Most people go to college, pick a career field, and stick with it till they retire.
But that’s not Cynthia Kosciuczyk.
The Coronado woman is a life-long jack of all trades.
She is an author and has written several books including “My Odyssey,” “Weaving Life,” and “The Energi4U Program, which discuss how she turned her chronic health condition into what she calls her “superpower.”
Aside from being an author, in 2007 she lived in the Adams Avenue area and had an art gallery.
While she was walking around the area supporting local business at an artist event, she walked into an office that had the Optimist Creed, a short, motivational 1912 writing from Christian D. Larson, hanging on it.
Kosciuczyk was impressed and went to several meetings and now belongs to the Optimist Club of Coronado, which supports over 50 organizations.
The Optimists are so community minded, and that’s how I ended up in Coronado.”-Cynthia Kosciuczyk.
“The Optimists are so community minded, and that’s how I ended up in Coronado because it is a small town feel but I am close to the water,” she said.
The radio host
Kosciuczyk also had a radio show in 2010 for Art, Music, and Culture which she said led her to be the program director for the Optimist Club.
As club program director, Kosciuczyk said she is able to meet and get to know a lot of people in the community because she picks the speakers every week.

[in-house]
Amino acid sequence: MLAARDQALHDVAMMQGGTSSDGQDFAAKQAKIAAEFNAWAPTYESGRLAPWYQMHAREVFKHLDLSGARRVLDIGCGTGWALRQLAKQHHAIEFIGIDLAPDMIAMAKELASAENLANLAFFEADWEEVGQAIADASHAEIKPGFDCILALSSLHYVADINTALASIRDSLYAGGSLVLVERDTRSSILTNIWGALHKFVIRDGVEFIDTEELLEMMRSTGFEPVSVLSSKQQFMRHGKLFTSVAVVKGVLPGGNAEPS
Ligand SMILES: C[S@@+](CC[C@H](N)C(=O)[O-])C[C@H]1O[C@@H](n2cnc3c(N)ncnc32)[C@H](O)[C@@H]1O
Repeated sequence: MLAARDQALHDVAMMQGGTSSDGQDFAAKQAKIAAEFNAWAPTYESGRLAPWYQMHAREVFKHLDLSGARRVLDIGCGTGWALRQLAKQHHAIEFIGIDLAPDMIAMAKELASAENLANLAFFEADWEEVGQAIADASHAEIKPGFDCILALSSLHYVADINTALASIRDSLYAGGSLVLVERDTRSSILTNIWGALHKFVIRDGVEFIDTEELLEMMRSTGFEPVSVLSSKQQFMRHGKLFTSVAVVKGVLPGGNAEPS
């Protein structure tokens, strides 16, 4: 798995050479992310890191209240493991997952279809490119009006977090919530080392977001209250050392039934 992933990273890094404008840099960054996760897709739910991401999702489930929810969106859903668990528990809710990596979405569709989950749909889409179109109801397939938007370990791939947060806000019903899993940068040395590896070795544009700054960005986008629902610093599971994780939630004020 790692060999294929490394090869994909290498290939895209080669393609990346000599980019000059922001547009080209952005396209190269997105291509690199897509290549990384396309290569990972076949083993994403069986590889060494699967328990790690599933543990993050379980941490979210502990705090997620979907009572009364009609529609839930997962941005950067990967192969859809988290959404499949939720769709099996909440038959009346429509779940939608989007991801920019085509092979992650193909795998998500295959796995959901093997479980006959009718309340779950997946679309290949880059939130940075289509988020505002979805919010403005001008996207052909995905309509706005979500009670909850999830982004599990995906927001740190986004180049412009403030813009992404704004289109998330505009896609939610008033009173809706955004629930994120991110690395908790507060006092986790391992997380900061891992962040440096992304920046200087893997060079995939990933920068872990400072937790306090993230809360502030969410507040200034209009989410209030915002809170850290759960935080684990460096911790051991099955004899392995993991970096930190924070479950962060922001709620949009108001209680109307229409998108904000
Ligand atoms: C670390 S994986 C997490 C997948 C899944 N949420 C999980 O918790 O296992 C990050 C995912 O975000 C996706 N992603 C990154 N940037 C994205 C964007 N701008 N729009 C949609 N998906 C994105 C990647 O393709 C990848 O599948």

She has also a big passion in supporting the youth.
She started her life as a scientist and went to an engineering school where she earned a degree in biochemistry. Kosciuczyk said she did immunology research when she got out of school and also helped in AIDS Research.
She also has spent time living in Greece, where she was a substitute teacher and worked in a textile factory and even opened a commercial bakery.
Kosciuczyk said she had a very successful baking business for about 10 years where she was a supplier for restaurants and made bagels, carrot cakes and cheesecakes.
Kosciuczyk then found herself back and forth from Greece, where she worked at a spice factory.
The rug operator
She then came back to San Diego and began working in Persian rugs for about 15 years.
Kosciuczyk also went back to school and earned a Master of Business Administration from the University of Phoenix, and she’s worked at a Naval hospital.
Currently, five days a week she works in flooring while also working in software and writing.
“When I can’t deal with things I write,” she said.